Ford’s muscle car icon, the Mustang, will enter its next generation in 2022 – and Autocar understands it will be brought into a new era with its first hybrid powertrain.
An electrified variant of the Mustang will join the electric Mustang Mach-E, which is due to be delivered to customers from this autumn, as Ford’s electrification roll-out gathers momentum. Ford plans to launch 18 mild-hybrid and full-hybrid models by 2022, and the next Mustang is thought to be one of those.
The firm is hoping for the new model to build on the success of the current, S550-generation car, which has been on sale since 2015 and was the first Mustang to be marketed and sold globally. This meant the first-ever right-hand-drive Mustang sales were finally made possible. Ford has shifted 55,000 examples of the current car across Europe – more than ever before in the Mustang’s history.
The next-generation Mustang, codenamed S650, will follow that template by making a return to mainland Europe in left-hand drive and the UK in right-hand drive, Autocar understands.
The new Mustang would have arrived far sooner were it not for a reversal of product plans. In 2017, Ford announced it would bring a hybrid Mustang to market in 2020. But that same year, Jim Hackett stepped up to the role of Ford CEO and decided instead to prioritise getting a Mustang-inspired EV, the Mach-E, to market as its long-awaited first mass-production electric car.
Now that the Mach-E has been developed and its launch is around the corner, attention has turned back to the standard coupé and convertible Mustang models, which are still expected to dominate sales of the nameplate for some time yet.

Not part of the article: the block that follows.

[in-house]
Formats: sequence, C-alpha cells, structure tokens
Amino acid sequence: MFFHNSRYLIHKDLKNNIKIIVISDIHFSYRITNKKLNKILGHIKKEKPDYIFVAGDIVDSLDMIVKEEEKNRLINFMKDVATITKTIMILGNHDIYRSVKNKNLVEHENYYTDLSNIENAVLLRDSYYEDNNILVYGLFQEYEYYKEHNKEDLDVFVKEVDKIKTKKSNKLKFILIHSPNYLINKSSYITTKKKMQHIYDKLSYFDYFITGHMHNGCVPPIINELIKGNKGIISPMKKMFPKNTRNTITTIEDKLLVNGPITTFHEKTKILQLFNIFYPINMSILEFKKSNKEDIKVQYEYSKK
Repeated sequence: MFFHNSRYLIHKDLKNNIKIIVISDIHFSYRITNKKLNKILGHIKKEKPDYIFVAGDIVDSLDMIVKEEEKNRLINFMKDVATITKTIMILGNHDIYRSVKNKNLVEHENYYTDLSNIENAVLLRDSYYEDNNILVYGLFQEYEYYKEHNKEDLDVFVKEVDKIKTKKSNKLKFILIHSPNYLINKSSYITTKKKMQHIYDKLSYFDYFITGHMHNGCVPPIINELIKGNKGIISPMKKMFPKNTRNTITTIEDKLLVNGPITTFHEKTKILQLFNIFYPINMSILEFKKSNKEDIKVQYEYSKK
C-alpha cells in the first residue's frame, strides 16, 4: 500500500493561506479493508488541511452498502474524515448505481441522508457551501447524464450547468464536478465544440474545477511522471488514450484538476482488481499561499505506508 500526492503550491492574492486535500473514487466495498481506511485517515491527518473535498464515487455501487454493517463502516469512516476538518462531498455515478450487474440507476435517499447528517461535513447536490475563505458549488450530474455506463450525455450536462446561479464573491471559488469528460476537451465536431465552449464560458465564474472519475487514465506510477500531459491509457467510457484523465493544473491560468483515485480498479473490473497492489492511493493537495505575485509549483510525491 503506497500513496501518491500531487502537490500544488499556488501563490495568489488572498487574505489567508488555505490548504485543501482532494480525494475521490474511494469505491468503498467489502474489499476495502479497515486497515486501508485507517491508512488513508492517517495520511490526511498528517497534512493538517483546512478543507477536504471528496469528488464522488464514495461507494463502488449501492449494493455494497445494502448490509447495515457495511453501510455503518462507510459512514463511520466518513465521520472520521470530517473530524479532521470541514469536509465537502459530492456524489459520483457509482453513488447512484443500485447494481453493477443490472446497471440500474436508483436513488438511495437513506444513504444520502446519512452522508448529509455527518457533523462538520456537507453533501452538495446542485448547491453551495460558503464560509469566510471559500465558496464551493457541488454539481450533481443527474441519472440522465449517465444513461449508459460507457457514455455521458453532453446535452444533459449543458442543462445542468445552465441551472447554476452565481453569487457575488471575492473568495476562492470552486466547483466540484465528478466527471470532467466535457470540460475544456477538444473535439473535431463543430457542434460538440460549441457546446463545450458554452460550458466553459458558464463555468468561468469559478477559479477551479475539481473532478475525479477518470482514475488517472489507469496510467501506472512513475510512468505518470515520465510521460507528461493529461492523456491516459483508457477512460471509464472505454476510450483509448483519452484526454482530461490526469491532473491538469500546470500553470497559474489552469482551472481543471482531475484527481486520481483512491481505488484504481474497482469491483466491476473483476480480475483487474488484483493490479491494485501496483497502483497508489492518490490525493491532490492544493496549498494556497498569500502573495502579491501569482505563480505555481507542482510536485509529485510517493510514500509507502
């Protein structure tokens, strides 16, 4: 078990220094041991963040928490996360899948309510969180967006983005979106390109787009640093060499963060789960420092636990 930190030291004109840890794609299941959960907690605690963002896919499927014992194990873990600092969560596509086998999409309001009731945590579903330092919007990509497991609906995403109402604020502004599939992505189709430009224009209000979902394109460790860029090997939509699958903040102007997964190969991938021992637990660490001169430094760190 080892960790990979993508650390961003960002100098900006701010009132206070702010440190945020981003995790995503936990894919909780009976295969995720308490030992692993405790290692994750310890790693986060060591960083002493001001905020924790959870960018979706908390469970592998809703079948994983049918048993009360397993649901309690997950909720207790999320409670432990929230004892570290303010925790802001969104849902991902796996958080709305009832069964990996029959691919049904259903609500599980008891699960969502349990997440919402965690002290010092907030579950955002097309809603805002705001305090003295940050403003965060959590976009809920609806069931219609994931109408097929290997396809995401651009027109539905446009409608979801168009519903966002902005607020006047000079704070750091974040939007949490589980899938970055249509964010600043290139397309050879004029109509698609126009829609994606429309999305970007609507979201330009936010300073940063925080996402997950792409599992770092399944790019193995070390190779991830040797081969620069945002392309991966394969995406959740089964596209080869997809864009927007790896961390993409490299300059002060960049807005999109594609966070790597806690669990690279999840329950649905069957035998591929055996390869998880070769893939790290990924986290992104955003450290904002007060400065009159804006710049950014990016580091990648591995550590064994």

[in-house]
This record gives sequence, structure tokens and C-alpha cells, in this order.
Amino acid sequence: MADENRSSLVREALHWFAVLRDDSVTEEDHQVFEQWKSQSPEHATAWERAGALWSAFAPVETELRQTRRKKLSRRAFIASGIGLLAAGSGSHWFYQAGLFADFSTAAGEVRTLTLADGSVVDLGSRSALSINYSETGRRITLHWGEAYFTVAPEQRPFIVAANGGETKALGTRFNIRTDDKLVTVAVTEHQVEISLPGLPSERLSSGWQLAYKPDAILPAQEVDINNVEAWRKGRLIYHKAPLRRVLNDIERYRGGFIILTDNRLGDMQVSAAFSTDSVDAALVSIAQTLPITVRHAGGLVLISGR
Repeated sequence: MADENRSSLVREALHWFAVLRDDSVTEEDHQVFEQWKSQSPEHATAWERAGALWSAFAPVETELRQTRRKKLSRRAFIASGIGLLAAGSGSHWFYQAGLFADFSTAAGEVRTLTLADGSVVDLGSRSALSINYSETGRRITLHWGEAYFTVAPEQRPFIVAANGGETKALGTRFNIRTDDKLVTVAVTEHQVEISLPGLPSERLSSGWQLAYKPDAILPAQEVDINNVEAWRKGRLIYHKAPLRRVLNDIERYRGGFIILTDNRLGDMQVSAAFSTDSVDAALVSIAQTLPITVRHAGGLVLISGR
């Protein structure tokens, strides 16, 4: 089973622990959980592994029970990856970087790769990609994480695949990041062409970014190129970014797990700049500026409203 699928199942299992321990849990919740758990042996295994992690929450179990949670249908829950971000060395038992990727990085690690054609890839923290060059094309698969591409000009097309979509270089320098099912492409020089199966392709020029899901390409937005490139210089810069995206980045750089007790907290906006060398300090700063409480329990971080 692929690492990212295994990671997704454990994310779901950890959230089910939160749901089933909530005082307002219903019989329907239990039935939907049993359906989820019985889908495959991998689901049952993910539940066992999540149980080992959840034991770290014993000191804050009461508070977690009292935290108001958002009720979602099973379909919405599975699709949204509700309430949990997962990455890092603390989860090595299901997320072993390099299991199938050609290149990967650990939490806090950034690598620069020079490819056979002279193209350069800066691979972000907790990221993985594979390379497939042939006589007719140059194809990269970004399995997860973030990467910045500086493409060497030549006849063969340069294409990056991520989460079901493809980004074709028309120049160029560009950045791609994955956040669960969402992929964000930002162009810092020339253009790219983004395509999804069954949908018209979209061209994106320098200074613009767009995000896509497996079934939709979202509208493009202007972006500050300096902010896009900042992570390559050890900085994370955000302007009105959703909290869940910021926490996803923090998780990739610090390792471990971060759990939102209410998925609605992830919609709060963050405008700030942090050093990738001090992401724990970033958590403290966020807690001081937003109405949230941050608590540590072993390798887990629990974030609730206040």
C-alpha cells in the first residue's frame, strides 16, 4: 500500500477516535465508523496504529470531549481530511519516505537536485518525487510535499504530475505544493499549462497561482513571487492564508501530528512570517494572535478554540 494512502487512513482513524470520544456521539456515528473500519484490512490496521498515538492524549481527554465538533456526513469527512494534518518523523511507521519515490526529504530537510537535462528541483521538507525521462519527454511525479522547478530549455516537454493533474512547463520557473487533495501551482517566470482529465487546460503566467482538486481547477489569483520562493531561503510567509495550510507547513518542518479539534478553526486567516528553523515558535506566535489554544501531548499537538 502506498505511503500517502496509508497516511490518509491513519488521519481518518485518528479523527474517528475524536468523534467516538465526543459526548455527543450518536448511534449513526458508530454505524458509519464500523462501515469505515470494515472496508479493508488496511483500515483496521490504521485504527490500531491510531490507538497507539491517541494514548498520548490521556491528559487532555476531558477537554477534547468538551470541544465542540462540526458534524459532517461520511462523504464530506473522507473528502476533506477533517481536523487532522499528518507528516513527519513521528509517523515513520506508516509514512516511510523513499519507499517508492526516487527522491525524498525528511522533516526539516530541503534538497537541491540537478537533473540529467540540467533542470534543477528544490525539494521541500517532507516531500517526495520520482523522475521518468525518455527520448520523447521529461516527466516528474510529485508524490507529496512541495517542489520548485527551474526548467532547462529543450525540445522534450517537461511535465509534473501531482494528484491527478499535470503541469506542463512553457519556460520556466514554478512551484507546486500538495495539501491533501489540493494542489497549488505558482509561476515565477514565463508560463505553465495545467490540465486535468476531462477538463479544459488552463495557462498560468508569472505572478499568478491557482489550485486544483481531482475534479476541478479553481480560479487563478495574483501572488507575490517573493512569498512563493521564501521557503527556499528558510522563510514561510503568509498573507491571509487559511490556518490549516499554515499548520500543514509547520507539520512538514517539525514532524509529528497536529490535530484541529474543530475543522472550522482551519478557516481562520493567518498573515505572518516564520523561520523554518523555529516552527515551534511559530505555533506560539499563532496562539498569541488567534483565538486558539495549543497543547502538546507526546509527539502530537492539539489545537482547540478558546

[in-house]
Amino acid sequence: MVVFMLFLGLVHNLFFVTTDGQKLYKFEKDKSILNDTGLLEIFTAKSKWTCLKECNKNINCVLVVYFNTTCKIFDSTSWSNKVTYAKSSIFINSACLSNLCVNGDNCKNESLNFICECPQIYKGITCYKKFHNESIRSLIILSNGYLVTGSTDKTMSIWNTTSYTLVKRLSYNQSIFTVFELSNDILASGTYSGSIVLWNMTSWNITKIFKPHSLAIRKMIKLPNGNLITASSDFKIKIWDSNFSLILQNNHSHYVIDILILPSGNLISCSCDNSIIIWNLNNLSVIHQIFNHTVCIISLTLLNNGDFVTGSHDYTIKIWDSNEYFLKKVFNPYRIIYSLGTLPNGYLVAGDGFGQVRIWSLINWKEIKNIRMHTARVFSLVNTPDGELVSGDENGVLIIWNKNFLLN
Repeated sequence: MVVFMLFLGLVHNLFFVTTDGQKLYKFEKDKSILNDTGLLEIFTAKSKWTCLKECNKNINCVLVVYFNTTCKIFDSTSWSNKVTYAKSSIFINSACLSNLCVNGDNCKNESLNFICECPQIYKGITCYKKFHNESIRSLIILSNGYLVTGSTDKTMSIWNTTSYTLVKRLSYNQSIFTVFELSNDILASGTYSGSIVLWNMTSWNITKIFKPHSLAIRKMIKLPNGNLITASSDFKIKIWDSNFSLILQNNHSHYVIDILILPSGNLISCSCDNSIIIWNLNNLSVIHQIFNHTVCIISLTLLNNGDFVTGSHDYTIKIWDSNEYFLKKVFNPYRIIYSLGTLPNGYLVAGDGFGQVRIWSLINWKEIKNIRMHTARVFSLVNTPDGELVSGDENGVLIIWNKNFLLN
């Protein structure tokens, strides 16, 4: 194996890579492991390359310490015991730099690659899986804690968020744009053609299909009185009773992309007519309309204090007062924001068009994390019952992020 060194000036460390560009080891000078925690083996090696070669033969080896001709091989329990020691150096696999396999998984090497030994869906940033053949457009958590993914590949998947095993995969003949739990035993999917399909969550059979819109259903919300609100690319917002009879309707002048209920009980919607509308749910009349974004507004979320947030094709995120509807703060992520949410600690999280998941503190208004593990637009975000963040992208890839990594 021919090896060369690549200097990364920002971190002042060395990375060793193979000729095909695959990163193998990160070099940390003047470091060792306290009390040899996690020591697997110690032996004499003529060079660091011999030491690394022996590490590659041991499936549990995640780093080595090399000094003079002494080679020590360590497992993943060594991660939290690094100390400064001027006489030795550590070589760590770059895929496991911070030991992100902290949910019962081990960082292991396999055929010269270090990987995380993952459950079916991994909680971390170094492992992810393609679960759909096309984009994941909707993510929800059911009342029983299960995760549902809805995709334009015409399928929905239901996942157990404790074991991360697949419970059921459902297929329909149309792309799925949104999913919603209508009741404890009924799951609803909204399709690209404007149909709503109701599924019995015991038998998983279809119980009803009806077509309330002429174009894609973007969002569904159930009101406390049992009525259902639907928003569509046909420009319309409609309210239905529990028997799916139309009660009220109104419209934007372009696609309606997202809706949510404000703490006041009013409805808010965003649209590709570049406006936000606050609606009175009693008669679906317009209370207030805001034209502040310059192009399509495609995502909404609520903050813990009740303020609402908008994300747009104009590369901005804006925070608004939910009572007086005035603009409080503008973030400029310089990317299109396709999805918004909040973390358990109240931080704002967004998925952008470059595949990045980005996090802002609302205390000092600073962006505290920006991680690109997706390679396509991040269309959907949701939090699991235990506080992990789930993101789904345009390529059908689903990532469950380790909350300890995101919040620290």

Ford is hoping to appease its loyal following of enthusiasts by retaining the V8 option, but this time it will be mated to a fuel-saving hybrid system.
A US patent filed by Ford in 2017, when the original plan was in place, refers to technical drawings of a “twin-motor drive system for hybrid vehicle”. These show an eight-cylinder engine in a vee formation sending power to the rear wheels – a classic Mustang trait. But the filing also details battery assistance in the form of two electric motors “mounted directly to opposing sides of the engine”.
This means such a model would have four-wheel drive, with electric-only power heading to the front axle and, in performance driving, stepping into play when the car’s rear wheels lose traction. The system could offer torque vectoring, too.
In more eco-minded modes, that same set-up would allow the engine to be shut off in situations with low power demand and high battery charge, boosting efficiency. A similar powertrain concept is used in the recently launched Ford Explorer Hybrid in the US.
A likely factor in the decision to go hybrid is Ford’s intention to base the next Mustang on the same CD6 platform as the Explorer SUV and its sibling, the Lincoln Aviator. In 2018, the company announced it was streamlining its platform line-up with five highly modular underpinnings, including one to cover all rear-wheel-drive/ four-wheel-drive unibody-construction cars (such as the new Explorer and next Mustang, among others).